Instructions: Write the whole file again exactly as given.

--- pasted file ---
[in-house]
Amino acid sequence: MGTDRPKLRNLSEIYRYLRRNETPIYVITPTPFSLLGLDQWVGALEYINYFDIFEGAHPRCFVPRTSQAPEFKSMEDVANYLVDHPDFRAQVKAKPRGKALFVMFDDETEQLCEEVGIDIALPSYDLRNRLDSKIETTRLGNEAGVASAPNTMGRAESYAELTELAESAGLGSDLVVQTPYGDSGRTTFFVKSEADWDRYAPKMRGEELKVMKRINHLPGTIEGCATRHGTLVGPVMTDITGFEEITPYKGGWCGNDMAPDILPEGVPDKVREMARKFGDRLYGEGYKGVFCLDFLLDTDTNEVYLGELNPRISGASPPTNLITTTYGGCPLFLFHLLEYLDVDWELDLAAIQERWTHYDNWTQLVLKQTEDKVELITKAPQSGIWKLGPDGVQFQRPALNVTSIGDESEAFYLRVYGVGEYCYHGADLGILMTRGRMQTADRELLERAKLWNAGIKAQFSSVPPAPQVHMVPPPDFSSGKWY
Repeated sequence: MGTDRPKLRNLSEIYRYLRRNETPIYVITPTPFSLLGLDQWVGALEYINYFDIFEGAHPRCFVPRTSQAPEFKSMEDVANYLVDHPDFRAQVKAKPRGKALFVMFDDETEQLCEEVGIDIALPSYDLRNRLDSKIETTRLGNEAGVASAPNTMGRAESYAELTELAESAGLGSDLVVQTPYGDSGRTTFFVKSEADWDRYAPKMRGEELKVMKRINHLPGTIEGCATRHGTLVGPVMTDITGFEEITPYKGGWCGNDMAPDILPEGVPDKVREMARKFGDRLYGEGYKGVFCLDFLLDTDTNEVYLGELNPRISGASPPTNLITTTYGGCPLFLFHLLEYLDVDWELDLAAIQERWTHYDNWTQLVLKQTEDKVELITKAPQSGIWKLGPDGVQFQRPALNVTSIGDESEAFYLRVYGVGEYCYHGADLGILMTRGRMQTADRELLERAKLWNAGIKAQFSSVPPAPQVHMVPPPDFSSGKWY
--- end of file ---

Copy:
[in-house]
Amino acid sequence: MGTDRPKLRNLSEIYRYLRRNETPIYVITPTPFSLLGLDQWVGALEYINYFDIFEGAHPRCFVPRTSQAPEFKSMEDVANYLVDHPDFRAQVKAKPRGKALFVMFDDETEQLCEEVGIDIALPSYDLRNRLDSKIETTRLGNEAGVASAPNTMGRAESYAELTELAESAGLGSDLVVQTPYGDSGRTTFFVKSEADWDRYAPKMRGEELKVMKRINHLPGTIEGCATRHGTLVGPVMTDITGFEEITPYKGGWCGNDMAPDILPEGVPDKVREMARKFGDRLYGEGYKGVFCLDFLLDTDTNEVYLGELNPRISGASPPTNLITTTYGGCPLFLFHLLEYLDVDWELDLAAIQERWTHYDNWTQLVLKQTEDKVELITKAPQSGIWKLGPDGVQFQRPALNVTSIGDESEAFYLRVYGVGEYCYHGADLGILMTRGRMQTADRELLERAKLWNAGIKAQFSSVPPAPQVHMVPPPDFSSGKWY
Repeated sequence: MGTDRPKLRNLSEIYRYLRRNETPIYVITPTPFSLLGLDQWVGALEYINYFDIFEGAHPRCFVPRTSQAPEFKSMEDVANYLVDHPDFRAQVKAKPRGKALFVMFDDETEQLCEEVGIDIALPSYDLRNRLDSKIETTRLGNEAGVASAPNTMGRAESYAELTELAESAGLGSDLVVQTPYGDSGRTTFFVKSEADWDRYAPKMRGEELKVMKRINHLPGTIEGCATRHGTLVGPVMTDITGFEEITPYKGGWCGNDMAPDILPEGVPDKVREMARKFGDRLYGEGYKGVFCLDFLLDTDTNEVYLGELNPRISGASPPTNLITTTYGGCPLFLFHLLEYLDVDWELDLAAIQERWTHYDNWTQLVLKQTEDKVELITKAPQSGIWKLGPDGVQFQRPALNVTSIGDESEAFYLRVYGVGEYCYHGADLGILMTRGRMQTADRELLERAKLWNAGIKAQFSSVPPAPQVHMVPPPDFSSGKWY